My enduring image of Steve Ballmer is a TV interview of his where he laughed derisively at the $500 price tag of the iPhone just before its launch. There was no way in hell that consumers would pay for such a high priced phone, he seemed to suggest strongly. Well, he was dead wrong.
Steve Ballmer has recently announced that he will step down as the CEO of Microsoft within a year. This announcement was greeted with enthusiasm by many, including the media and the stock market (Microsoft stocks rose post the announcement). Steve Ballmer did manage to keep the stock price of Microsoft pretty stable during his tenure – so why this celebration?
Steve Ballmer was possibly a bit complacent in an industry that was going through a massive disruption. As Clayton Christensen had pointed out in his landmark book, The innovator’s Dilemma, established companies got so caught up with their existing businesses and in making minor improvements to them that they almost always tended to miss the disruption that was happening in their industry. Microsoft was too caught up with minor improvements to its established businesses, especially Windows, that it missed out on the emerging trend towards the Web and mobile apps, towards cloud computing, mobile computers and smartphones. Yes, Xbox was one rare success but most of the other launches under Steve Ballmer were virtual duds. Bing was a poor response to Google, Windows Vista created a minor anti-revolution and even Windows 8 is getting a negative response.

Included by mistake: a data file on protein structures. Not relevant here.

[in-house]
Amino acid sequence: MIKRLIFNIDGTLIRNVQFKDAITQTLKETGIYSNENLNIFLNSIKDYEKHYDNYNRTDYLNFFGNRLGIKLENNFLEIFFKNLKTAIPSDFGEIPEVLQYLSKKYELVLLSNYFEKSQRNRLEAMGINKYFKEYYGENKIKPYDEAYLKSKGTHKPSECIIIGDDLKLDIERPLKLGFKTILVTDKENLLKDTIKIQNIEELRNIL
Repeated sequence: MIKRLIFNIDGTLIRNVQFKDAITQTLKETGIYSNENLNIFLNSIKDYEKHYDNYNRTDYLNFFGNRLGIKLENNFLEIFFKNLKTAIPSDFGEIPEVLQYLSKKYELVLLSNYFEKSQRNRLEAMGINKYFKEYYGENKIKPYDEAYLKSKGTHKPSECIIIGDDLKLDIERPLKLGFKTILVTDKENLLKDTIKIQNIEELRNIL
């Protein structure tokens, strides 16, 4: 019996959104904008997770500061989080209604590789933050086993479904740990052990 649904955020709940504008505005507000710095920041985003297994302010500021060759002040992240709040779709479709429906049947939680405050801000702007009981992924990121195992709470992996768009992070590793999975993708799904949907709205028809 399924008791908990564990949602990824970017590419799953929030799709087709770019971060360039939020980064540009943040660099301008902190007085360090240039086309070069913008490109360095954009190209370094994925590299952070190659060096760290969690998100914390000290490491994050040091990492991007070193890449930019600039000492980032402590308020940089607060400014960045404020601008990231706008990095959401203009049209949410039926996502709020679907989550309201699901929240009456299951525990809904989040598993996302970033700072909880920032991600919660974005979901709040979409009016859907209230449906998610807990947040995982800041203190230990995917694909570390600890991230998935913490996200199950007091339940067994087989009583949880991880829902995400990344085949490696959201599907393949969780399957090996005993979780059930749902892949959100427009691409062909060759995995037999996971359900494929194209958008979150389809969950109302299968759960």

In today’s fast changing world, especially when it comes to the technology sector, thekey lesson is that no company can afford to fall into the innovator’s dilemma. Companies have to build on that one key core competency – innovation. The problem is that even when established companies are seeing innovations happening around them, they are loath to slacken pace on their established businesses and keep investing in making incremental improvements to them. That just won’t do – companies must have a system of identifying imminent innovations and must invest sufficiently in them not to be caught totally off guard.
Attached is a critical piece on Steve Ballmer from the New Yorker.
Read the article here
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